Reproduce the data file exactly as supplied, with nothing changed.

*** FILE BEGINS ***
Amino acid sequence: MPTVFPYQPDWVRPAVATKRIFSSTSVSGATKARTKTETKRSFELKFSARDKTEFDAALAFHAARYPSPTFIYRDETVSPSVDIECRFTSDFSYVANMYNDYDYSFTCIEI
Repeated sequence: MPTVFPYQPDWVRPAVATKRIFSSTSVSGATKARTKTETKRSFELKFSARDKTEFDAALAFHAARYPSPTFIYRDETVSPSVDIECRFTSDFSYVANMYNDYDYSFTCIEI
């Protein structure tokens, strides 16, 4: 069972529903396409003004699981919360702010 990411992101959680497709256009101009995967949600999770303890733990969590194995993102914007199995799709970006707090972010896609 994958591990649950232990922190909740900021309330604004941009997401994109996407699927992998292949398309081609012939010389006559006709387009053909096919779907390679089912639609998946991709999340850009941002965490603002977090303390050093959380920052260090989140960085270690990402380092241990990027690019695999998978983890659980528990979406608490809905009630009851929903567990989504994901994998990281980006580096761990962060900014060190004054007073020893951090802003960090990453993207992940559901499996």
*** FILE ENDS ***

Amino acid sequence: MPTVFPYQPDWVRPAVATKRIFSSTSVSGATKARTKTETKRSFELKFSARDKTEFDAALAFHAARYPSPTFIYRDETVSPSVDIECRFTSDFSYVANMYNDYDYSFTCIEI
Repeated sequence: MPTVFPYQPDWVRPAVATKRIFSSTSVSGATKARTKTETKRSFELKFSARDKTEFDAALAFHAARYPSPTFIYRDETVSPSVDIECRFTSDFSYVANMYNDYDYSFTCIEI
């Protein structure tokens, strides 16, 4: 069972529903396409003004699981919360702010 990411992101959680497709256009101009995967949600999770303890733990969590194995993102914007199995799709970006707090972010896609 994958591990649950232990922190909740900021309330604004941009997401994109996407699927992998292949398309081609012939010389006559006709387009053909096919779907390679089912639609998946991709999340850009941002965490603002977090303390050093959380920052260090989140960085270690990402380092241990990027690019695999998978983890659980528990979406608490809905009630009851929903567990989504994901994998990281980006580096761990962060900014060190004054007073020893951090802003960090990453993207992940559901499996």